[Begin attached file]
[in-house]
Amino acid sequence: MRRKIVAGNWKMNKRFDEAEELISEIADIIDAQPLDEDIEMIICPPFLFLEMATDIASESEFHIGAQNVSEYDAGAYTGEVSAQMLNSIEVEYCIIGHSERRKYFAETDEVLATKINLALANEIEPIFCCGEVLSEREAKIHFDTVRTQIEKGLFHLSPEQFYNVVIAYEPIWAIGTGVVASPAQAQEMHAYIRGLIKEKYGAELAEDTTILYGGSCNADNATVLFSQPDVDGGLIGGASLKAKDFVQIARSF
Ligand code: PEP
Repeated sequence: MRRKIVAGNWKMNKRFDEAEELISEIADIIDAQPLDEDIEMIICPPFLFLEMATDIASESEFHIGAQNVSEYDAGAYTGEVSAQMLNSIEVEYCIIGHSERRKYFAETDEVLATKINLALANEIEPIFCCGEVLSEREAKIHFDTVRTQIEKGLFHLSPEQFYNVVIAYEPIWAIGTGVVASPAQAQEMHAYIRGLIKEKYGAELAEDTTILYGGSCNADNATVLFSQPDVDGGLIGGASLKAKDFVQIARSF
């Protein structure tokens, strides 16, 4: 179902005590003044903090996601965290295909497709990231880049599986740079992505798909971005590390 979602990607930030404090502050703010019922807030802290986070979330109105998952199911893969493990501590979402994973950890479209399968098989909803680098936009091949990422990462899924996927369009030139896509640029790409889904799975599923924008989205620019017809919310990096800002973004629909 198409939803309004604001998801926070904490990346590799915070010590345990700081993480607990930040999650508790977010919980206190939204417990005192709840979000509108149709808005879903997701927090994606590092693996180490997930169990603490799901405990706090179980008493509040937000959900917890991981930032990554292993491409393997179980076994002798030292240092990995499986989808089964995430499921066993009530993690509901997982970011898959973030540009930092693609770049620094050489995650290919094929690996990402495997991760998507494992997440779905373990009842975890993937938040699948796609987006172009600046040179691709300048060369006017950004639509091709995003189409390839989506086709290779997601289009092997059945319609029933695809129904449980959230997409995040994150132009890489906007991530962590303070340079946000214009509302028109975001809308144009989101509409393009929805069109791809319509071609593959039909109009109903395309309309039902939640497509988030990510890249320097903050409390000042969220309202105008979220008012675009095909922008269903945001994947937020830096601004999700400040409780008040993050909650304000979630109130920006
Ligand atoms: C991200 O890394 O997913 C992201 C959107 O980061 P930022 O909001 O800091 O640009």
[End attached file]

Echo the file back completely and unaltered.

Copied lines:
[in-house]
Amino acid sequence: MRRKIVAGNWKMNKRFDEAEELISEIADIIDAQPLDEDIEMIICPPFLFLEMATDIASESEFHIGAQNVSEYDAGAYTGEVSAQMLNSIEVEYCIIGHSERRKYFAETDEVLATKINLALANEIEPIFCCGEVLSEREAKIHFDTVRTQIEKGLFHLSPEQFYNVVIAYEPIWAIGTGVVASPAQAQEMHAYIRGLIKEKYGAELAEDTTILYGGSCNADNATVLFSQPDVDGGLIGGASLKAKDFVQIARSF
Ligand code: PEP
Repeated sequence: MRRKIVAGNWKMNKRFDEAEELISEIADIIDAQPLDEDIEMIICPPFLFLEMATDIASESEFHIGAQNVSEYDAGAYTGEVSAQMLNSIEVEYCIIGHSERRKYFAETDEVLATKINLALANEIEPIFCCGEVLSEREAKIHFDTVRTQIEKGLFHLSPEQFYNVVIAYEPIWAIGTGVVASPAQAQEMHAYIRGLIKEKYGAELAEDTTILYGGSCNADNATVLFSQPDVDGGLIGGASLKAKDFVQIARSF
């Protein structure tokens, strides 16, 4: 179902005590003044903090996601965290295909497709990231880049599986740079992505798909971005590390 979602990607930030404090502050703010019922807030802290986070979330109105998952199911893969493990501590979402994973950890479209399968098989909803680098936009091949990422990462899924996927369009030139896509640029790409889904799975599923924008989205620019017809919310990096800002973004629909 198409939803309004604001998801926070904490990346590799915070010590345990700081993480607990930040999650508790977010919980206190939204417990005192709840979000509108149709808005879903997701927090994606590092693996180490997930169990603490799901405990706090179980008493509040937000959900917890991981930032990554292993491409393997179980076994002798030292240092990995499986989808089964995430499921066993009530993690509901997982970011898959973030540009930092693609770049620094050489995650290919094929690996990402495997991760998507494992997440779905373990009842975890993937938040699948796609987006172009600046040179691709300048060369006017950004639509091709995003189409390839989506086709290779997601289009092997059945319609029933695809129904449980959230997409995040994150132009890489906007991530962590303070340079946000214009509302028109975001809308144009989101509409393009929805069109791809319509071609593959039909109009109903395309309309039902939640497509988030990510890249320097903050409390000042969220309202105008979220008012675009095909922008269903945001994947937020830096601004999700400040409780008040993050909650304000979630109130920006
Ligand atoms: C991200 O890394 O997913 C992201 C959107 O980061 P930022 O909001 O800091 O640009």